Desert phone box becomes a cult icon

AT FIRST it was just a lonely telephone box, stranded miles away from anywhere in the middle of southern California's Mojave Desert. But then it became something else, something a bit special. It became an object of cult veneration.

Or, to put it another way, of internet-generated fetishism - which places it in the same improbable category as the formerly obscure bachelor from Izmir, Turkey, called Mahir Cagri, whose website has witnessed well over a million hits in the last month.The world wide web has made unlikely stars of them both.

But while Mahir's fairly ordinary vanity website has spawned an online fan club and, inevitably, Mahir T-shirts, the Mojave phone box may prove to be the more enduring cult.

Dozens of intrepid explorers have trekked the 15 miles of unmade road from the nearest highway to pay homage to this gloomy outpost of telecommunications. Thousands of people, meanwhile, have dialled the number from as far away as Norway, New Zealand and Albania. At first there was no answer, but recently the line has been humming so loud it has almost always been engaged.

The Mojave Telephone Booth, as it is known to its fans, started out as the sole conduit of communication for a remote cinder mine off the main road from Los Angeles to Las Vegas. But for the past two years, thanks to an impassioned computer programmer from Arizona, it has become a phenomenon unto itself.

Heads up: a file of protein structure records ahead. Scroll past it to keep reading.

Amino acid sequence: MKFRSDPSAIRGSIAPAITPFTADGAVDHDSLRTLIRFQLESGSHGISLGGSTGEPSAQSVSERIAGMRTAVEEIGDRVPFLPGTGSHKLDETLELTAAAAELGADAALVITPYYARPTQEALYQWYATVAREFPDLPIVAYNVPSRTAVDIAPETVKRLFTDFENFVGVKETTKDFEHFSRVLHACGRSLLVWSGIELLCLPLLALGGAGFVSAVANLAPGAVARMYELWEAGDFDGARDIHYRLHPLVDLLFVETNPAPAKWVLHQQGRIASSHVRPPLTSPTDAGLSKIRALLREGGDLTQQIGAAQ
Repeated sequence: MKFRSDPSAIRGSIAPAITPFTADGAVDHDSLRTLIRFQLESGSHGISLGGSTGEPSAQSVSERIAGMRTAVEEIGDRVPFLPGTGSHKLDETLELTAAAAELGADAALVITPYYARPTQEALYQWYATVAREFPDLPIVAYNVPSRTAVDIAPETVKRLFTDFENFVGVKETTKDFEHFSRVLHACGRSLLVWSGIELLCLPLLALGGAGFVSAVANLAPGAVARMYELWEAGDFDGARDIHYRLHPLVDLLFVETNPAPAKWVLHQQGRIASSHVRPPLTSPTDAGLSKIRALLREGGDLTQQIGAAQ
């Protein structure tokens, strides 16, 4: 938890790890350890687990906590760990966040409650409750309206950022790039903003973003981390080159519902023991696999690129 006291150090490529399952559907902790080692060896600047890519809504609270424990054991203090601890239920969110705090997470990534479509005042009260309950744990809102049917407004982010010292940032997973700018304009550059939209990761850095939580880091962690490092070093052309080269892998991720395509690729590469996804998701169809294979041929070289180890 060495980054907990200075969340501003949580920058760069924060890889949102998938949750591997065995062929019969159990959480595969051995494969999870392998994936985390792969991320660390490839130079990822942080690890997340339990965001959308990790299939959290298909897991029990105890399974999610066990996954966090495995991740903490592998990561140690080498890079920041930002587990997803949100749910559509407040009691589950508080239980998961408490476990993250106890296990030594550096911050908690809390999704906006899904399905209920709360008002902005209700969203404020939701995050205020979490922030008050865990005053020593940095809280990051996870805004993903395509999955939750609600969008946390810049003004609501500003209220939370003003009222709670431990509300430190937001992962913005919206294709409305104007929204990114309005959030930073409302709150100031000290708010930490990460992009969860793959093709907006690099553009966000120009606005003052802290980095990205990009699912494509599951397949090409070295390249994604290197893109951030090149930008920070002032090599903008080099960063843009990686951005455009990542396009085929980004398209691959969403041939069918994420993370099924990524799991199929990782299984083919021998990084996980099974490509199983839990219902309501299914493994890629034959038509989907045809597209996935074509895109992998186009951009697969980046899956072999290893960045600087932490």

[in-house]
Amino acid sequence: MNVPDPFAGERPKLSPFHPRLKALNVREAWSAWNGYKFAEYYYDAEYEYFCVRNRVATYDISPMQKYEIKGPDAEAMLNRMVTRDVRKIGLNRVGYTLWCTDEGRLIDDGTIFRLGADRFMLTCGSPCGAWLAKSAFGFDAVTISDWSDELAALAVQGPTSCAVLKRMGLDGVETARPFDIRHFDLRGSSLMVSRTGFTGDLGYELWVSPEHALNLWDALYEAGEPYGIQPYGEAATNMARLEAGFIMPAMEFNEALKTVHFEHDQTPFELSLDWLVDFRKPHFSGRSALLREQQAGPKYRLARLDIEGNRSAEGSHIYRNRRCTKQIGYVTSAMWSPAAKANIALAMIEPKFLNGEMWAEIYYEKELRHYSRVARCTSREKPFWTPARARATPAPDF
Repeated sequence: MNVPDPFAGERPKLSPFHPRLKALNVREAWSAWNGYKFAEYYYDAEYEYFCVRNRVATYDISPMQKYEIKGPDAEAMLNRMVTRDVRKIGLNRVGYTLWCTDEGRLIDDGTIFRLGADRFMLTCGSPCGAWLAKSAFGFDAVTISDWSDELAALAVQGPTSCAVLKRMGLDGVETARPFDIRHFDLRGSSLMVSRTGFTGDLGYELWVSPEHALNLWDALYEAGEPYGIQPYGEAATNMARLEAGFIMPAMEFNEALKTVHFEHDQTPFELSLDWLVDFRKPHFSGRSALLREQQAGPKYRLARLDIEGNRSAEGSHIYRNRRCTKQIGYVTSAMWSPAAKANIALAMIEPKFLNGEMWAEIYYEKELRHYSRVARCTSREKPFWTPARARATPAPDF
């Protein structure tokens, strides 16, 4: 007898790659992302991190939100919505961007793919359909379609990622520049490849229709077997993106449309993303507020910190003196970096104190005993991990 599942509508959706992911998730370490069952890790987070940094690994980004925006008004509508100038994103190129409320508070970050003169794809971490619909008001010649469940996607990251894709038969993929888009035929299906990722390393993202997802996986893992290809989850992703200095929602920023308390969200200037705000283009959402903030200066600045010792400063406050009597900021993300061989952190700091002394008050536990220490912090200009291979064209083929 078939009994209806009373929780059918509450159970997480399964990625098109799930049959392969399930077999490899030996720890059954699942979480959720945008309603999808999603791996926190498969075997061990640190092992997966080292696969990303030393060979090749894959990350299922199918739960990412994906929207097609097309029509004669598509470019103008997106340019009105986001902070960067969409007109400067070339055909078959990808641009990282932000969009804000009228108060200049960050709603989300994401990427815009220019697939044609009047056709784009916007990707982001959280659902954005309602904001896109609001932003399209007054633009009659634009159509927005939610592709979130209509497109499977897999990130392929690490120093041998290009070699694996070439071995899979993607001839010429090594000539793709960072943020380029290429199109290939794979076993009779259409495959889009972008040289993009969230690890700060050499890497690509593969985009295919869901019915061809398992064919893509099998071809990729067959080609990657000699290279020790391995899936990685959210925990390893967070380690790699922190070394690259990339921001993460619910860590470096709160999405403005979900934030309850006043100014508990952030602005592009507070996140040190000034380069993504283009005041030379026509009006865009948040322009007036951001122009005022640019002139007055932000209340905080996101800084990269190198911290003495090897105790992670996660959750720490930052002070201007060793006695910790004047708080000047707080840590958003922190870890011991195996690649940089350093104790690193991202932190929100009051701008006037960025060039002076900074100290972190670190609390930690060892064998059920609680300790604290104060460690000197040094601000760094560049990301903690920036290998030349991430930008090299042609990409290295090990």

The fascination is hard to explain. "Why did I go out to the middle of the desert to hang up a phone?" asks Steve Amala, who describes his experiences on one of the many Mojave telephone websites. "Can't say, really. I've tried to forge an alloy out of some ideas, struggled to come up with a phrase that will support the weight of reason and still shine with adventure, but I can't. Brain cloud."

It seems the craze began when a music fan from southern California spotted the word "telephone" on a map of the Mojave Desert and decided to take a look for himself. He found the glass shot out and the phone book missing but, in a letter to the music magazine Wig Out! reported the phone to be in perfect working order. His account was read by Godfrey Daniels of Phoenix, Arizona, who was immediately transfixed. Mechanically, Mr Daniels began dialling the number every day to see if anyone would answer. Less than a month later, someone did - a cinder miner's daughter called Lorene. Further phone calls finally inspired him to visit himself, and he chronicled the whole thing on his website.

And so the cult was born. As the trickle of visitors turned into a flood, the media became interested, and then the flood turned into a veritable stampede. Heavy rains earlier this year made the road almost impassable, and the highway patrol became so sick of towing people out that they announced they simply wouldn't do it any more.

But still the fans kept coming. In August, the cinder mine was threatened with closure, and the issue was publicised loudly on Mr Daniels' website. In September, he became so famous that computer hackers started messing with his e-mail address.

Not only has the phone survived after vandalism last month put a temporarily halt to calls, its curious cult cachet is now set to mushroom with the release of a film inspired by the phenomenon. A small company called Fiercely Independent Films will release what is billed a suspense thriller next month. The title: Dead Line.


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